In 1924, director, actor and producer Thomas Ince died while aboard the yacht of famed media mogul William Randolph Hearst. Ince was known as the "Father of the Western" and had a hand in more than 100 films before his premature death at 42 years of age. His official cause of death is listed as heart failure, but Hollywood lore says something different.
Rumors abounded after his death that he was shot and killed by Hearst aboard his yacht. The rumors were so strong that the front page of the morning edition of the L.A. Times had a headline that read "Movie Producer Shot on Hearst Yacht!" The story was that Hearst suspected his mistress, Marion Davies, was having an affair with actor Charlie Chaplin, who was also allegedly on the yacht at the time. When Hearst caught Chaplin and Davies in a compromising position, he got a gun and attempted to shoot Chaplin, but instead mortally wounded Ince.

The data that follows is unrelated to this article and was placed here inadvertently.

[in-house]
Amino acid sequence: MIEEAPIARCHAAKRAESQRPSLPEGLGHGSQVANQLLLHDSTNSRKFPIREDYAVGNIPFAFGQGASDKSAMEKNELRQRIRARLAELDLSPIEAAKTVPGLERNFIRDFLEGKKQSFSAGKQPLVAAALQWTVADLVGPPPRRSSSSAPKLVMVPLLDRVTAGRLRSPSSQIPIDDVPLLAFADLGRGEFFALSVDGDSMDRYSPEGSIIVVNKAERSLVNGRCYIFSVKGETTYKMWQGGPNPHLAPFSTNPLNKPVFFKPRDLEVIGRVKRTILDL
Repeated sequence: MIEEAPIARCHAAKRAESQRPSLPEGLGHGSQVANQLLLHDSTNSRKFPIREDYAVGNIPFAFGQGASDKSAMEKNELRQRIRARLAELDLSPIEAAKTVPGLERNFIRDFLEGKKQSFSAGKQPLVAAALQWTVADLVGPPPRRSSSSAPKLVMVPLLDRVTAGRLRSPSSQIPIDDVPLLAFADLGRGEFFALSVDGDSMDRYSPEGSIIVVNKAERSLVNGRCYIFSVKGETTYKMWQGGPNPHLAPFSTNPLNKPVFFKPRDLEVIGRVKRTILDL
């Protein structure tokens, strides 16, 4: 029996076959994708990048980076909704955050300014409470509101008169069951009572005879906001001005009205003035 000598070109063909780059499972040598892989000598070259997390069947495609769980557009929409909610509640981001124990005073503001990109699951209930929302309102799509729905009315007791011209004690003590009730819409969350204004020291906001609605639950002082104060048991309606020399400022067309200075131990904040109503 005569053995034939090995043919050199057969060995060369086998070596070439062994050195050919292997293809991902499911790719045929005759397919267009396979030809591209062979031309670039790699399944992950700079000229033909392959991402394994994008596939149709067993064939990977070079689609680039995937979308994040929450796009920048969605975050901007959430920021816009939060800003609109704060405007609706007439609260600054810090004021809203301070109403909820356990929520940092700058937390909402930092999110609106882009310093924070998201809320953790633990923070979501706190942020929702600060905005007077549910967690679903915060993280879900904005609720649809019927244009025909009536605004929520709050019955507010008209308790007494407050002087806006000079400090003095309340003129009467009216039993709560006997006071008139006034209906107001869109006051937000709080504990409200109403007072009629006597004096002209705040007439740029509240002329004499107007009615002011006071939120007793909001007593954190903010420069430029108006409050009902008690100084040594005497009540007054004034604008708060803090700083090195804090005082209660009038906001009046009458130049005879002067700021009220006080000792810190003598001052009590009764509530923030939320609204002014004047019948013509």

Hearst was a powerful man, and the local District Attorney was reluctant to pursue the matter to the fullest. Only one person was interviewed about the alleged murder, an employee of Hearst's. Chaplin would later deny even being aboard the yacht. But no further investigations were held and Ince's body was cremated, sealing the matter against further inquiry [source: Mikkelson].